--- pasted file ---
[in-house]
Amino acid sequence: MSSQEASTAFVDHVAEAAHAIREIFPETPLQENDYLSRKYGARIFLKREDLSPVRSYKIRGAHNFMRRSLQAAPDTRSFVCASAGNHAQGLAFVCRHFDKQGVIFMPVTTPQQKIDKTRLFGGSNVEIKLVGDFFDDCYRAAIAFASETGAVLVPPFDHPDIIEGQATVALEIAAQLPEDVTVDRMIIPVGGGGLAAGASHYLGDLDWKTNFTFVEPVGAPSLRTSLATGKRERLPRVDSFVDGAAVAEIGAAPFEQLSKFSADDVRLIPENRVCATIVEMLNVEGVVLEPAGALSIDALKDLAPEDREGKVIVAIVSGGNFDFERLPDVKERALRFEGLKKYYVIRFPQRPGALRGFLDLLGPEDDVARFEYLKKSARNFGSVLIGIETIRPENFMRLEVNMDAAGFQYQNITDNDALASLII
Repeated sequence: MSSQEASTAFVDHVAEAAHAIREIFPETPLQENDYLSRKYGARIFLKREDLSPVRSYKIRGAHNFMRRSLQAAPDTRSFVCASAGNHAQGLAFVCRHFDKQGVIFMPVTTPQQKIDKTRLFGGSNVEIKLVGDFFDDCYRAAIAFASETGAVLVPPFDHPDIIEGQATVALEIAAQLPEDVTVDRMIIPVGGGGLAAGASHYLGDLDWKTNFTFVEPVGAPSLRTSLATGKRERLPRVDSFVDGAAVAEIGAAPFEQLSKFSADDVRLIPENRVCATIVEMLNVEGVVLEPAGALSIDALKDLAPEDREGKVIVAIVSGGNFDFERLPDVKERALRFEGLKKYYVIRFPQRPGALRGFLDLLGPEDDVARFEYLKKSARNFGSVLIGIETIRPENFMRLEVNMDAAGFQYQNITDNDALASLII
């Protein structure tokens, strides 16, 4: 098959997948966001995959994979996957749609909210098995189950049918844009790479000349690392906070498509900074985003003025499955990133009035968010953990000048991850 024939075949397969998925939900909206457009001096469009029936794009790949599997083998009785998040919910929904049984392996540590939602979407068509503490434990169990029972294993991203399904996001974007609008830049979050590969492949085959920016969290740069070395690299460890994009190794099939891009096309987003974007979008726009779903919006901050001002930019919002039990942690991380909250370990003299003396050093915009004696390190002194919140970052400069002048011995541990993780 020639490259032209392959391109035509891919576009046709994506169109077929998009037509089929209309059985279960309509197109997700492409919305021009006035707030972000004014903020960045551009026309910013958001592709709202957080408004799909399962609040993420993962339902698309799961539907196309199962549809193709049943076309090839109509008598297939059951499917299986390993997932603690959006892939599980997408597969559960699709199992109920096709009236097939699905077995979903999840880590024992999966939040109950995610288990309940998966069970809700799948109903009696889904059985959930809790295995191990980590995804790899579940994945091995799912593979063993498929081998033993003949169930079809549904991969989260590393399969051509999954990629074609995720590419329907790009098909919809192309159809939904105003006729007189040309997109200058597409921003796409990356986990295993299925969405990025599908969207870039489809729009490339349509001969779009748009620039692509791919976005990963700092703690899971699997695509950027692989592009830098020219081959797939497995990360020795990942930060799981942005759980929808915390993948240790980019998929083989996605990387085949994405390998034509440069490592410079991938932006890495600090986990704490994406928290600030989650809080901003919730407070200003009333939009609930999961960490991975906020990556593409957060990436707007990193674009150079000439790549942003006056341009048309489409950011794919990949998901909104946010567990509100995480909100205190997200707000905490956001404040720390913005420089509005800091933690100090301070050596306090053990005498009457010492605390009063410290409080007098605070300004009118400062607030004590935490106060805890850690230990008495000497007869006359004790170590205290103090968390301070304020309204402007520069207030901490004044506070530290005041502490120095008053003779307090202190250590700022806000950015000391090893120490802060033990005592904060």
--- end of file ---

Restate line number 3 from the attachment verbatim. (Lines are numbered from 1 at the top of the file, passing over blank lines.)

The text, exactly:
Repeated sequence: MSSQEASTAFVDHVAEAAHAIREIFPETPLQENDYLSRKYGARIFLKREDLSPVRSYKIRGAHNFMRRSLQAAPDTRSFVCASAGNHAQGLAFVCRHFDKQGVIFMPVTTPQQKIDKTRLFGGSNVEIKLVGDFFDDCYRAAIAFASETGAVLVPPFDHPDIIEGQATVALEIAAQLPEDVTVDRMIIPVGGGGLAAGASHYLGDLDWKTNFTFVEPVGAPSLRTSLATGKRERLPRVDSFVDGAAVAEIGAAPFEQLSKFSADDVRLIPENRVCATIVEMLNVEGVVLEPAGALSIDALKDLAPEDREGKVIVAIVSGGNFDFERLPDVKERALRFEGLKKYYVIRFPQRPGALRGFLDLLGPEDDVARFEYLKKSARNFGSVLIGIETIRPENFMRLEVNMDAAGFQYQNITDNDALASLII